Kids quit on Santa be­tween ages 6-14


Austin American-Statesman - - COMMUNITY NEWS - B

ed­u­ca­tion field and we will use this as an op­por­tu­nity to help her learn how to ad­dress such con­ver­sa­tions dif­fer­ently in the fu­ture.” Martinez did not name the child care provider, but she has been iden­ti­fied in other news ac­counts as So­nia Fuller. She is listed on the school’s web­site as an en­rich­ment pro­gram teacher for kinder­garten.

Stu­dents were dis­cussing Santa’s ex­is­tence and one asked Fuller, who re­sponded that par­ents, not Santa, put the gifts un­der the Christ­mas tree, Gam­mage said.

It’s a del­i­cate sub­ject: Amer­i­can cul­ture goes so far to up­hold the be­lief in Santa Claus that even NORAD has a web­site de­voted to show­ing where on Earth the hefty, red­suited man and his sleigh are on Christ­mas Eve.

Coming to the con­clu­sion about Santa on their own is im­por­tant for chil­dren as they de­velop the ca­pac­ity to trust oth­ers and have faith, said Cindy Dell Clark, an an­thro­pol­o­gist at Rut­gers Univer­si­tyCam­den who has stud­ied chil­dren’s be­lief in Santa Claus for about 30 years.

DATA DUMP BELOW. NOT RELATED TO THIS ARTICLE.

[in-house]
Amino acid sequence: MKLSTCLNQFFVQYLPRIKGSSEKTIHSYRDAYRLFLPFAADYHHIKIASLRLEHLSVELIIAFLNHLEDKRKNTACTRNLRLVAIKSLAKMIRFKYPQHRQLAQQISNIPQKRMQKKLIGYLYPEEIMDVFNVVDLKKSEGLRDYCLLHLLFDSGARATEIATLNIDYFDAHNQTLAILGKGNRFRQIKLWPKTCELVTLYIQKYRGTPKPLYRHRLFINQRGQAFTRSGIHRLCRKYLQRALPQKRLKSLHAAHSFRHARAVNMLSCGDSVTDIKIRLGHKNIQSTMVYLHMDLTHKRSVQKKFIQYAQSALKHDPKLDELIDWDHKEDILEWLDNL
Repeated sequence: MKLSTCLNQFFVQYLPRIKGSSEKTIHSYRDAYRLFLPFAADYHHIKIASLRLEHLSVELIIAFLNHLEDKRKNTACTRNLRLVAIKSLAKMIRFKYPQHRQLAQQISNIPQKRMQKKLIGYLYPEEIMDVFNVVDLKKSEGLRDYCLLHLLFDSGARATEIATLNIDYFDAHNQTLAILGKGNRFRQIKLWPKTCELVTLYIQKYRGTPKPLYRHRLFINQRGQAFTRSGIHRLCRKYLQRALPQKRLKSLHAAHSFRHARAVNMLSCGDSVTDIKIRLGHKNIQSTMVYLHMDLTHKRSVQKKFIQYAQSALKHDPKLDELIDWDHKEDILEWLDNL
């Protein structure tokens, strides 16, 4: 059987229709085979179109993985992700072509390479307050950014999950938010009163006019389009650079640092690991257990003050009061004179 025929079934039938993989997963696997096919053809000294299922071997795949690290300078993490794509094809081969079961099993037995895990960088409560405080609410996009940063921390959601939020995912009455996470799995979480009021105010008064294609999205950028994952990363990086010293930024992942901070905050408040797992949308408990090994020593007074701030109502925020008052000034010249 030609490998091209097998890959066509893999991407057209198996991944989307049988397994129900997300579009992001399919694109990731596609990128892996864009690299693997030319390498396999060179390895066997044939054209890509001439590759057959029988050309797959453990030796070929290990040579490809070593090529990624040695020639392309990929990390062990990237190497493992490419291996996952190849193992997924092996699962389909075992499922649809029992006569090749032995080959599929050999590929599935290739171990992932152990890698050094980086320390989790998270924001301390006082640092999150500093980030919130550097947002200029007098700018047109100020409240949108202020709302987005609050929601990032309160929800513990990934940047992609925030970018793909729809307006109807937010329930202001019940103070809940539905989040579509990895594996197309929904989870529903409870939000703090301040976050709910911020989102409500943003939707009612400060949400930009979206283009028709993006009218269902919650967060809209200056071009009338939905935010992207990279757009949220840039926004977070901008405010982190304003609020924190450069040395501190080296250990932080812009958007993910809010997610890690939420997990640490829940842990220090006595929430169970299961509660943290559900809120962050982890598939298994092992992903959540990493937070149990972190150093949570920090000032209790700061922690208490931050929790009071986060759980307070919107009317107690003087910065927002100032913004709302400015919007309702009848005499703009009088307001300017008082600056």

“It’s taboo to say there’s no Santa Claus. It’s an age- graded be­lief sys­tem that we ex­pect some chil­dren to be­lieve in,” Clark said, adding she has found chil­dren stop be­liev­ing in the myth­i­cal gift giver be­tween ages 6 and 14.

Aven, Gam­mage said, chose to con­tinue be­liev­ing in Santa Claus.

“This has brought up a beau­ti­ful dis­cus­sion with our daugh­ter about be­lief,” Gam­mage said. “I told her that we re­spect that Mrs. Fuller doesn’t be­lieve in Santa Claus, and you have to choose for your­self.”

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